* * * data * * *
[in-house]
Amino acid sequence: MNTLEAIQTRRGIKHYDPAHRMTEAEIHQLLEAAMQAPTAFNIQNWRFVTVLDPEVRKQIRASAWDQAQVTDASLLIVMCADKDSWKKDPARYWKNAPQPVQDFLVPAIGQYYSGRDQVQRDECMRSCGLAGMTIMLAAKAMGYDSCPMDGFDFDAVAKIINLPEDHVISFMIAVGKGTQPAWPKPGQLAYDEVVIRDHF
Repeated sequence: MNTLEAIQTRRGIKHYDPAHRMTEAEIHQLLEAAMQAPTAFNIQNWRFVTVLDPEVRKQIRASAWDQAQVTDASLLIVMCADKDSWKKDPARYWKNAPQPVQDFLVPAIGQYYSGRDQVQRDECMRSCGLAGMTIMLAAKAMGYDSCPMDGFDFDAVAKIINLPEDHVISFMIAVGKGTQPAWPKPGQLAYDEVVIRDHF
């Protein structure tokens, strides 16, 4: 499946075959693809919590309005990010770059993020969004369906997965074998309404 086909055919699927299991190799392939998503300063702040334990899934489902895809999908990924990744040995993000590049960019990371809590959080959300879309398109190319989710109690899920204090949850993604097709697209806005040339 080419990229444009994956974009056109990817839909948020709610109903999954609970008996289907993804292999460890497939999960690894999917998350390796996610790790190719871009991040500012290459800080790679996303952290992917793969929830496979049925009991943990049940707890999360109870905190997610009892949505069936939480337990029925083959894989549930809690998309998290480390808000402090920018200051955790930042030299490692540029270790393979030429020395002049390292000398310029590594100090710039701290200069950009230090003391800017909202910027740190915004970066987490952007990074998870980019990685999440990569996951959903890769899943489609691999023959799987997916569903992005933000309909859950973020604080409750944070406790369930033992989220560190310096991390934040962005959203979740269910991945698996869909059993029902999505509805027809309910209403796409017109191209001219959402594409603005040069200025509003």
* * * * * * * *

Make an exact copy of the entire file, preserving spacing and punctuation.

[in-house]
Amino acid sequence: MNTLEAIQTRRGIKHYDPAHRMTEAEIHQLLEAAMQAPTAFNIQNWRFVTVLDPEVRKQIRASAWDQAQVTDASLLIVMCADKDSWKKDPARYWKNAPQPVQDFLVPAIGQYYSGRDQVQRDECMRSCGLAGMTIMLAAKAMGYDSCPMDGFDFDAVAKIINLPEDHVISFMIAVGKGTQPAWPKPGQLAYDEVVIRDHF
Repeated sequence: MNTLEAIQTRRGIKHYDPAHRMTEAEIHQLLEAAMQAPTAFNIQNWRFVTVLDPEVRKQIRASAWDQAQVTDASLLIVMCADKDSWKKDPARYWKNAPQPVQDFLVPAIGQYYSGRDQVQRDECMRSCGLAGMTIMLAAKAMGYDSCPMDGFDFDAVAKIINLPEDHVISFMIAVGKGTQPAWPKPGQLAYDEVVIRDHF
């Protein structure tokens, strides 16, 4: 499946075959693809919590309005990010770059993020969004369906997965074998309404 086909055919699927299991190799392939998503300063702040334990899934489902895809999908990924990744040995993000590049960019990371809590959080959300879309398109190319989710109690899920204090949850993604097709697209806005040339 080419990229444009994956974009056109990817839909948020709610109903999954609970008996289907993804292999460890497939999960690894999917998350390796996610790790190719871009991040500012290459800080790679996303952290992917793969929830496979049925009991943990049940707890999360109870905190997610009892949505069936939480337990029925083959894989549930809690998309998290480390808000402090920018200051955790930042030299490692540029270790393979030429020395002049390292000398310029590594100090710039701290200069950009230090003391800017909202910027740190915004970066987490952007990074998870980019990685999440990569996951959903890769899943489609691999023959799987997916569903992005933000309909859950973020604080409750944070406790369930033992989220560190310096991390934040962005959203979740269910991945698996869909059993029902999505509805027809309910209403796409017109191209001219959402594409603005040069200025509003």